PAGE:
The agreement will allow for the manufacture of generic RAV by several suppliers. According to MMP the aim is to create an affordable supply of Hep C treatments to low- and middle-income countries (LMIC).
The licencing and technology transfer agreement for RAV, an NS5A inhibitor, is subject to the successful development of the direct-acting antiviral (DAA) currently in a Phase III trial.
“If successfully developed, ravidasvir could help treat millions of hepatitis C patients,” said MPP Executive Director, Greg Perry.
MPP said RAV has the potential to work across all six Hep C genotypes, which is imperative for LMICs lacking in diagnostic technologies.
“In addition, the MPP licence allows sub-licensees to sell RAV in countries where there are no patents in force, potentially speeding the introduction of low-cost RAV to many more countries”, MPP told In-PharmaTechnologist.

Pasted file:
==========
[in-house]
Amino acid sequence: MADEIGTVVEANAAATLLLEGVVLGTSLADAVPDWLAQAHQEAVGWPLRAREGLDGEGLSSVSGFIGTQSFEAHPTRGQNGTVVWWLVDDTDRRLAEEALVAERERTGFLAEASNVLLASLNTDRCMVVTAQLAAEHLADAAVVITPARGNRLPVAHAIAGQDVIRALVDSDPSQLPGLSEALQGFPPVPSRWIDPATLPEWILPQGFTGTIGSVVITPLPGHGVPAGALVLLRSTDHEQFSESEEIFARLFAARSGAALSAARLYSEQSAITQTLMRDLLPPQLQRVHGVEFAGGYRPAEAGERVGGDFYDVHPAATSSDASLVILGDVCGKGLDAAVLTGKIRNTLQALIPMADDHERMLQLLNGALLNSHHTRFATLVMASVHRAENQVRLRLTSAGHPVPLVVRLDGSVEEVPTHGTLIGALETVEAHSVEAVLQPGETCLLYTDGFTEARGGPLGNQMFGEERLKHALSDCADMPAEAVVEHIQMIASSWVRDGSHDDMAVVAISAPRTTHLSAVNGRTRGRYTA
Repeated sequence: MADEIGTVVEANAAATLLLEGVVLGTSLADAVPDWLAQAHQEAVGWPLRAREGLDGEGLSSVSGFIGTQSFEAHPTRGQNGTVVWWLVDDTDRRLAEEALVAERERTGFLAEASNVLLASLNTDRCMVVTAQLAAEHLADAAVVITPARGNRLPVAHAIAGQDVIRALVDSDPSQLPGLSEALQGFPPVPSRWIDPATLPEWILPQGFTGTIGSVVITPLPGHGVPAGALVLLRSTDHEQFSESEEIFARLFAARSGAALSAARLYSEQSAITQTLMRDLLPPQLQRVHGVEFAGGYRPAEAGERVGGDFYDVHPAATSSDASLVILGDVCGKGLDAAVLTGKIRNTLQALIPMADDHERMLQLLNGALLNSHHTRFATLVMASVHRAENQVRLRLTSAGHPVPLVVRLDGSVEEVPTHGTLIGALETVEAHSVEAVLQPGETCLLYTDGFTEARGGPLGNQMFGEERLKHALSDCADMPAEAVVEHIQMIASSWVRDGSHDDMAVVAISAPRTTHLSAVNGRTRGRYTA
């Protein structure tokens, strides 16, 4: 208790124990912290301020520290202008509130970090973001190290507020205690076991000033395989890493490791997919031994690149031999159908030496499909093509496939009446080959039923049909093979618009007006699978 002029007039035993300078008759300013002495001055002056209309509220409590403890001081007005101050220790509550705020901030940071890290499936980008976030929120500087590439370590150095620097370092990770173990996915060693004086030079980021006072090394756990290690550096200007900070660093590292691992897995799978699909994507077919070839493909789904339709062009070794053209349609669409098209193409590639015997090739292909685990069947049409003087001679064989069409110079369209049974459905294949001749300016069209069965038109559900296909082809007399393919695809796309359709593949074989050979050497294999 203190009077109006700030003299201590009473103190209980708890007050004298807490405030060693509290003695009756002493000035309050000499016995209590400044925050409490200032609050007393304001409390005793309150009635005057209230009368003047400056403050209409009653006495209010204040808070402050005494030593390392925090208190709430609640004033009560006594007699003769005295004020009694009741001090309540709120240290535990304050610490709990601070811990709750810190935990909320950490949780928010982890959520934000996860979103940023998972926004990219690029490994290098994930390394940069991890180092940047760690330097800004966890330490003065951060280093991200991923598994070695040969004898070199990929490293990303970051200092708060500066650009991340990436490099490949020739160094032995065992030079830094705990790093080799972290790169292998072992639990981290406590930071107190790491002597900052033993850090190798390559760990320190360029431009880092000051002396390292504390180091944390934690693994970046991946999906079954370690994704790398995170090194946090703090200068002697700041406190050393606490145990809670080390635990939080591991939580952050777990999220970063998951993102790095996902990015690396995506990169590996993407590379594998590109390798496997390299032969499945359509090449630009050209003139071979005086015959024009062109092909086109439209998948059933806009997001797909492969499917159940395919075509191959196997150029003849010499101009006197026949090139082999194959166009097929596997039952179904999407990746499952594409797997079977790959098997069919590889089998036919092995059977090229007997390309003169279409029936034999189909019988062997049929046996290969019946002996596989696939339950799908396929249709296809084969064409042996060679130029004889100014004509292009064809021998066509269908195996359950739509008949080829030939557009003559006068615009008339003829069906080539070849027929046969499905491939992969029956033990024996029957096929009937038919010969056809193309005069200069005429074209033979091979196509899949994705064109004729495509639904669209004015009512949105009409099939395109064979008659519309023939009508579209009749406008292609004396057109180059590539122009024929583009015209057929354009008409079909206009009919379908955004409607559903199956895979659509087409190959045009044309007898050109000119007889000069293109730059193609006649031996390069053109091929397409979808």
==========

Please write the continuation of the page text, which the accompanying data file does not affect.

The MPP-Pharco license agreement for RAV is royalty-bearing over net sales in the licenced territories, ranging from four percent in low-income countries and seven percent for middle-income nations.
Pharco Pharmaceuticals is foregoing all royalties for paediatric formulations.
Current, effective hepatitis drugs include Gilead’s Sovaldi and Harvoni, which cost approximately £416 (€490) per pill.
The new agreement will enable a broader coverage of RAV, including low- and middle-income countries such as Russia, Ethiopia and Iran.
Pharco Pharmaceuticals aims to eradicate Hep C in Egypt, where it is headquartered, by 2010 and globally by 2030.